Thirteen Sudanese police officers were killed and 30 wounded in clashes with an armed gang as they tried to rescue three unidentified hostages in the war-torn Darfur region, police said on Friday.
"What happened yesterday involved an armed gang, not a rebel group. The police tried to release three hostages in eastern Jebel Marra. Clashes broke out with the gang and we lost 13 men and 30 others were wounded," Ahmed al-Tughani said.
He was unable to provide further details, including on the identity of the hostages, and when contacted, the UN-African Union peacekeeping mission in Darfur (UNAMID) had no information on the botched rescue mission.
But Sudanese newspaper Al-Ahdath, citing police sources, said one of the hostages was an Italian, another was a businessman from Nyala, the state capital of South Darfur, and the third was a police officer.
In August, Italian humanitarian worker Francesco Azzara, who worked at a child-care centre in Nyala, was kidnapped as he was driving to the airport.
Azzara, 34, was in charge of logistics at the paediatric centre opened in Nyala by the charity Emergency in July 2010.
The Italian foreign ministry said on Friday that there were "no links between the case of Azzara" and the police operation, a claim supported by Emergency's president Cecilia Strada.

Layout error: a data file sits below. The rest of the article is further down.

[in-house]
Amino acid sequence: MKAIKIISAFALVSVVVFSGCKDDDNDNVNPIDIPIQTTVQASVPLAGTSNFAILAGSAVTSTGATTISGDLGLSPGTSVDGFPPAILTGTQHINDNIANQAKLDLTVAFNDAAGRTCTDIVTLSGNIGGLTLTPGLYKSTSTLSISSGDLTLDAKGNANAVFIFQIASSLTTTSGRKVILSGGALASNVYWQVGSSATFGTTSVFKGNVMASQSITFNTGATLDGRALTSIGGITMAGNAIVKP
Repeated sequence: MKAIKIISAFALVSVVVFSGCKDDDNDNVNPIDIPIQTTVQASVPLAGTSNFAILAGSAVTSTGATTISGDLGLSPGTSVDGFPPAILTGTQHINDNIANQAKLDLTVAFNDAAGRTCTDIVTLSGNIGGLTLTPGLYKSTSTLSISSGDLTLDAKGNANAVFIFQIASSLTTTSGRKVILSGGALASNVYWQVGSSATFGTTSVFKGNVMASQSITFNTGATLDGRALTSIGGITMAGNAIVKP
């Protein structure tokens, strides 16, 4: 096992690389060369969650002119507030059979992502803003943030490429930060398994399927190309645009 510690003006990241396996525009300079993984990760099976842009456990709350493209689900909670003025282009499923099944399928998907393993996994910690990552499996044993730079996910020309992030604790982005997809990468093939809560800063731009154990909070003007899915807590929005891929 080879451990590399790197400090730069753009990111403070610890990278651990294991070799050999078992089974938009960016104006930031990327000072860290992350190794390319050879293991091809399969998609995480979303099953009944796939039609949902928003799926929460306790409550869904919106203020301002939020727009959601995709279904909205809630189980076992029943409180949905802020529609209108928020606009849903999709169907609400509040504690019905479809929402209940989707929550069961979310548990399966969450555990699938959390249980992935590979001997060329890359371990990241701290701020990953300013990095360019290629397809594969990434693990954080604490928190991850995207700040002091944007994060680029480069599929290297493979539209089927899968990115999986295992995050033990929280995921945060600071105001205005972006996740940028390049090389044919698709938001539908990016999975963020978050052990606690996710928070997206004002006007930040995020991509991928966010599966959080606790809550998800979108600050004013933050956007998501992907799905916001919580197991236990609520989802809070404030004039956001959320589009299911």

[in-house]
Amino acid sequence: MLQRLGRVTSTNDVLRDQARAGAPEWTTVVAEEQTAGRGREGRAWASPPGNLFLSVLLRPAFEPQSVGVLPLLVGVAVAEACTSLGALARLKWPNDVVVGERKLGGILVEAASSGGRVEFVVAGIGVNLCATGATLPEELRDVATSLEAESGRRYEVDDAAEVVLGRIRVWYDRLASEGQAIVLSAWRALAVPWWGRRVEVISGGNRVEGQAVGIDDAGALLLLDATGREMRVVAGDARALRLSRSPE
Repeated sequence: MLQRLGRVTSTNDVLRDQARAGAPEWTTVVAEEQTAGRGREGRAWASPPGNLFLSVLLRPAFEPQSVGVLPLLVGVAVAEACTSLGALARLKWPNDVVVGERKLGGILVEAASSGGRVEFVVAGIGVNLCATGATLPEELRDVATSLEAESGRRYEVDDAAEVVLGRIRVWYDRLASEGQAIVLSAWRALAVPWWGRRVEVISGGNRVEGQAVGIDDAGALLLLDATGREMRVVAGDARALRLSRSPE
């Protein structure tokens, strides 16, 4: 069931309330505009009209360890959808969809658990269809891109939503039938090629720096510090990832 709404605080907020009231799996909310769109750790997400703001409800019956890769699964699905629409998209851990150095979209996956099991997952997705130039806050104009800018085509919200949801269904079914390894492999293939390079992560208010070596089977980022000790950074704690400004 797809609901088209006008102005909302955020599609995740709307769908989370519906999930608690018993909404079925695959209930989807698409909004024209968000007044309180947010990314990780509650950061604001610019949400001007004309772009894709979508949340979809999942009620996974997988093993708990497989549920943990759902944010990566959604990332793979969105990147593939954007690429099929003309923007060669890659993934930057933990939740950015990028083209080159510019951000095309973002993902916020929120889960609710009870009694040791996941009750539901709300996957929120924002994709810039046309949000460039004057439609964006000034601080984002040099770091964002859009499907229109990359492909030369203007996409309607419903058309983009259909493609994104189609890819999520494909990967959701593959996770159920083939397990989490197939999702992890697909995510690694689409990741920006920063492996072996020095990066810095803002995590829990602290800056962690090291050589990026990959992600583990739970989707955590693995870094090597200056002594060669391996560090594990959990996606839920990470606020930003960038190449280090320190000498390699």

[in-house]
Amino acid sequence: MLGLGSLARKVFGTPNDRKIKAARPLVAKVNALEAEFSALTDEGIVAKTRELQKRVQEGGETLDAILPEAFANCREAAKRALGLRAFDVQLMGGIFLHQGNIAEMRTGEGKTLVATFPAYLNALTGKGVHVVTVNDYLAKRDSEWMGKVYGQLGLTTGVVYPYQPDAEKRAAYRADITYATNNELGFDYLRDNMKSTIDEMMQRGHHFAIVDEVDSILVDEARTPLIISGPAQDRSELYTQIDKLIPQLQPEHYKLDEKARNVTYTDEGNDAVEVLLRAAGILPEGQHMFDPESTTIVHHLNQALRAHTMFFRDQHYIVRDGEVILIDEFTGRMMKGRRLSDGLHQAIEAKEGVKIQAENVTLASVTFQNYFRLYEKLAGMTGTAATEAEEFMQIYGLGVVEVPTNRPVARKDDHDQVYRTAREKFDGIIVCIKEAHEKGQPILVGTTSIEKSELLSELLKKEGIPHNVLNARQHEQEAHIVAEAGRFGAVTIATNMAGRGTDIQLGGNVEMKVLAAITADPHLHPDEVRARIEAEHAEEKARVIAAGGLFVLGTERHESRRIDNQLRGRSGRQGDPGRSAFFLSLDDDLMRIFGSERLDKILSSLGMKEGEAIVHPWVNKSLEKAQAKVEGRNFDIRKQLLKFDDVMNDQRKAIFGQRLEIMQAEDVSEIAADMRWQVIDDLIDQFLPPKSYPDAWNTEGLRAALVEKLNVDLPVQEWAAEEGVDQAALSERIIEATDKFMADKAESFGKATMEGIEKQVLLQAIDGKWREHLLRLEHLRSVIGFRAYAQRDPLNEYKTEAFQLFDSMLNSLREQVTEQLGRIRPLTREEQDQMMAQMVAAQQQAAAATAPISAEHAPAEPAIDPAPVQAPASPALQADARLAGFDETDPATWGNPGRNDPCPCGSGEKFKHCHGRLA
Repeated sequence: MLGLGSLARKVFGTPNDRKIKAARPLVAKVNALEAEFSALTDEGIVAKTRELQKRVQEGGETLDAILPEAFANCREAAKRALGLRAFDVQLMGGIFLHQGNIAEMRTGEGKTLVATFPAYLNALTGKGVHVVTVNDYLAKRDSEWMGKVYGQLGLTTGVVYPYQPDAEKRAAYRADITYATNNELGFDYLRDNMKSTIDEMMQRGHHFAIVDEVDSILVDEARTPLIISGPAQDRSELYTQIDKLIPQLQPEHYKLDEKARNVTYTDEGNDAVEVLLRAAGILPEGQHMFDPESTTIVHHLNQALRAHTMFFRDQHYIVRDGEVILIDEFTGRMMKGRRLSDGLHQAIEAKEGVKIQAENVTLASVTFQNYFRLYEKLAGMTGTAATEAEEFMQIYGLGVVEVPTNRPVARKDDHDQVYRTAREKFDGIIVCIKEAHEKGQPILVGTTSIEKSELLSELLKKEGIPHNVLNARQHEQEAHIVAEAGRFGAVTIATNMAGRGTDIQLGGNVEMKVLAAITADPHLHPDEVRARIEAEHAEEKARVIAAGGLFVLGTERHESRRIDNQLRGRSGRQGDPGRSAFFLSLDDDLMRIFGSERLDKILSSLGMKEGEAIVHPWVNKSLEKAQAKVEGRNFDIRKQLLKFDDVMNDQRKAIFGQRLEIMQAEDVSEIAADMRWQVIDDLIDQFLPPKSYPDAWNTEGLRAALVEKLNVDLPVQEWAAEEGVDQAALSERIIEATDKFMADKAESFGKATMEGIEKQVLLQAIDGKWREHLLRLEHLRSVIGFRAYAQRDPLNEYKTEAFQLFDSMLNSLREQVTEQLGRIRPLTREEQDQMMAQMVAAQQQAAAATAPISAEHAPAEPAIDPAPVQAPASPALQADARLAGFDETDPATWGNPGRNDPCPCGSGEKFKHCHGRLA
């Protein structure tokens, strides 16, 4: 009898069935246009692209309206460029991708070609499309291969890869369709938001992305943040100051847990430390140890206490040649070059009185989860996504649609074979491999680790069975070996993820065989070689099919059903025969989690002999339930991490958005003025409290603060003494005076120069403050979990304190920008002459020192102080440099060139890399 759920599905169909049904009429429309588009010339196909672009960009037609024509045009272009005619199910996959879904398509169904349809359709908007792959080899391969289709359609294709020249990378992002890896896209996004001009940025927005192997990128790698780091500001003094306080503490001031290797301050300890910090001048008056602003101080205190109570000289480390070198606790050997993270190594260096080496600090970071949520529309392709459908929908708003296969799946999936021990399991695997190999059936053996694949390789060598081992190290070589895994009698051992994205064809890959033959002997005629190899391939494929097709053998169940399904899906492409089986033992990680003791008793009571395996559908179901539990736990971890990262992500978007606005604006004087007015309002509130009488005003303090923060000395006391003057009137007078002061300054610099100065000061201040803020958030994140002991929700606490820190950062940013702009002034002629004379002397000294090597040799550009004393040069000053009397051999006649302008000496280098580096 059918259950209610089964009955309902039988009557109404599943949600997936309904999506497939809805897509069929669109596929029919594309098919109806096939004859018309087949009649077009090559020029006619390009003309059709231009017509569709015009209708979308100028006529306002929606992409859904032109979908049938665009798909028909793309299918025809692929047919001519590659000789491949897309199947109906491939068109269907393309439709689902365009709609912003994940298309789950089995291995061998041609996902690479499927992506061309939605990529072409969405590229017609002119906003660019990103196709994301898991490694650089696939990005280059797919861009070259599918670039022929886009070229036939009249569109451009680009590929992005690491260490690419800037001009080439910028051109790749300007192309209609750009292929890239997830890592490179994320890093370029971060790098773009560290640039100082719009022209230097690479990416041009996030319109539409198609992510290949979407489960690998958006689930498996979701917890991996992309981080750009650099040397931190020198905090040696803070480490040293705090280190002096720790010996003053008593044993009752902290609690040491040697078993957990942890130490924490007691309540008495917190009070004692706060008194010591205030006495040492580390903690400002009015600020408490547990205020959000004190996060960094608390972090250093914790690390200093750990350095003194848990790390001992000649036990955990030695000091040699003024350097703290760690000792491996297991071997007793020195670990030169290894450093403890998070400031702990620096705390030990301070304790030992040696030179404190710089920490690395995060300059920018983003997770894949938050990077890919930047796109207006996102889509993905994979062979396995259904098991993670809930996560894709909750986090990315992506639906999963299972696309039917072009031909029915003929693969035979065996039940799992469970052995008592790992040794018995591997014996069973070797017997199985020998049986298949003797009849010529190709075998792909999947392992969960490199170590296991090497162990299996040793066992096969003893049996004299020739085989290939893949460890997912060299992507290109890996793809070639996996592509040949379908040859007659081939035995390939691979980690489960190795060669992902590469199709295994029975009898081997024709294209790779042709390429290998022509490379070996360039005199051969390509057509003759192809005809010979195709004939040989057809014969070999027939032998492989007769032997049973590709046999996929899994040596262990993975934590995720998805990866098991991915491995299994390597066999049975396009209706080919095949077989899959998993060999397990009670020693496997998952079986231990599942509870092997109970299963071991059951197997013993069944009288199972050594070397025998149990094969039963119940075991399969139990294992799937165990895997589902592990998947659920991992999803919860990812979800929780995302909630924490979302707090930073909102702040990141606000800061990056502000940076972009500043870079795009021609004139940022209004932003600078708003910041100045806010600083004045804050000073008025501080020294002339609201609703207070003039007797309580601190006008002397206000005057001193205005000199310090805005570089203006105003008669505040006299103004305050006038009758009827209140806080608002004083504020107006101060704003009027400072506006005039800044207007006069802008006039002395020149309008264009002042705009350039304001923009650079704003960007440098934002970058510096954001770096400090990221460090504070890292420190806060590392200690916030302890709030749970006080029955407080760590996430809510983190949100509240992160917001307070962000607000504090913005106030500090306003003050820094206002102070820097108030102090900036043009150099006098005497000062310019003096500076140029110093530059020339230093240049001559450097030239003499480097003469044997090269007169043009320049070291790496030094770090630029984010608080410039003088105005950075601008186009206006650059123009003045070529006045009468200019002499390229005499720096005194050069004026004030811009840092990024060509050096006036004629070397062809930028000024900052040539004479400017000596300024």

"According to our local sources, it appears that the police operation in Sudan does not concern our staff member Francesco Azzara," she was quoted as telling Italy's ANSA news agency.
Emergency, which has been operating in Sudan since 2004, has two child-care centres, in Nyala and the Mayo refugee camp near Khartoum, and a heart clinic at Soba, 20 kilometres (12 miles) from the Sudanese capital.
At least 300,000 people have been killed and 1.9 million people have fled their homes since the Darfur conflict erupted in 2003 between non-Arab rebels and the Arab-dominated Khartoum regime, the United Nations says.
The government says only 10,000 have been killed in the conflict and insists the ongoing lack of security in Darfur is the result of tribal conflict, minority armed forces and banditry.
Speaking in New York on Thursday, Britain's ambassador to the United Nations, Mark Lyall Grant, told journalists the security situation in Darfur was "still very bad."
There has been a wave of kidnappings for ransom since March 2009 when the International Criminal Court indicted President Omar al-Bashir for alleged war crimes and crimes against humanity in Darfur.
A humanitarian worker based in Khartoum, speaking on condition of anonymity, said the kidnappings have undermined aid operations.
"The restrictions on movement in Darfur because of insecurity, which the kidnappings are a part of, hamper our ability to distribute food assistance," she said, adding as many as 4.1 million Darfuris depended on food handouts.
Around 30 foreigners have been kidnapped in Darfur since Bashir's initial indictment, with most of them released unharmed a few days later.
But three Bulgarian helicopter pilots, abducted while working under a UN contract, were freed in June after spending 145 days in captivity.
Following a relative lull, there have been sporadic clashes in Darfur since December between rebel groups and government forces that have displaced more than 70,000 people, according to UN estimates.